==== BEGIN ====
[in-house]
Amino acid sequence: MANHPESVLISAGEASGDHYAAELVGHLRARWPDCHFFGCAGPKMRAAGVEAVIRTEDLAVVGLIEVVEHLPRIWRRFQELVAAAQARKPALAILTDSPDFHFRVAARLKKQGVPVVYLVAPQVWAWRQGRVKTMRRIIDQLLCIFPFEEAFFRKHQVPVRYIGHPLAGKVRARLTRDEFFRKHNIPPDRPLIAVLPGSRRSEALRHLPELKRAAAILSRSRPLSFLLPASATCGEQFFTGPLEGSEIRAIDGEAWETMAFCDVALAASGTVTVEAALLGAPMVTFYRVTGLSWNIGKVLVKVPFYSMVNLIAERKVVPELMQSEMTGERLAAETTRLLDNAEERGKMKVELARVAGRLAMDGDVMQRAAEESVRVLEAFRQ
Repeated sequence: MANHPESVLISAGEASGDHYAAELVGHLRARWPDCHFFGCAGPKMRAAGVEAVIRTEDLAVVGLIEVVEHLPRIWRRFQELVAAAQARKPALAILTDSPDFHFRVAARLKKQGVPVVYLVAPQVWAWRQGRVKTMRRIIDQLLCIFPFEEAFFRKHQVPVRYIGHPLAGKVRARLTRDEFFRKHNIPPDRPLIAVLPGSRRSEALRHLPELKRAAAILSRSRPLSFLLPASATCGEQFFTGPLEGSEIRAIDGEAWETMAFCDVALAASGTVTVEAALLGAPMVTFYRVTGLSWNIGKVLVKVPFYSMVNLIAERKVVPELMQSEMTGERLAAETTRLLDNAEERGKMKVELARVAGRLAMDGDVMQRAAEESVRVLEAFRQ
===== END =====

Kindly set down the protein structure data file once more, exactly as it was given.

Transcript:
[in-house]
Amino acid sequence: MANHPESVLISAGEASGDHYAAELVGHLRARWPDCHFFGCAGPKMRAAGVEAVIRTEDLAVVGLIEVVEHLPRIWRRFQELVAAAQARKPALAILTDSPDFHFRVAARLKKQGVPVVYLVAPQVWAWRQGRVKTMRRIIDQLLCIFPFEEAFFRKHQVPVRYIGHPLAGKVRARLTRDEFFRKHNIPPDRPLIAVLPGSRRSEALRHLPELKRAAAILSRSRPLSFLLPASATCGEQFFTGPLEGSEIRAIDGEAWETMAFCDVALAASGTVTVEAALLGAPMVTFYRVTGLSWNIGKVLVKVPFYSMVNLIAERKVVPELMQSEMTGERLAAETTRLLDNAEERGKMKVELARVAGRLAMDGDVMQRAAEESVRVLEAFRQ
Repeated sequence: MANHPESVLISAGEASGDHYAAELVGHLRARWPDCHFFGCAGPKMRAAGVEAVIRTEDLAVVGLIEVVEHLPRIWRRFQELVAAAQARKPALAILTDSPDFHFRVAARLKKQGVPVVYLVAPQVWAWRQGRVKTMRRIIDQLLCIFPFEEAFFRKHQVPVRYIGHPLAGKVRARLTRDEFFRKHNIPPDRPLIAVLPGSRRSEALRHLPELKRAAAILSRSRPLSFLLPASATCGEQFFTGPLEGSEIRAIDGEAWETMAFCDVALAASGTVTVEAALLGAPMVTFYRVTGLSWNIGKVLVKVPFYSMVNLIAERKVVPELMQSEMTGERLAAETTRLLDNAEERGKMKVELARVAGRLAMDGDVMQRAAEESVRVLEAFRQ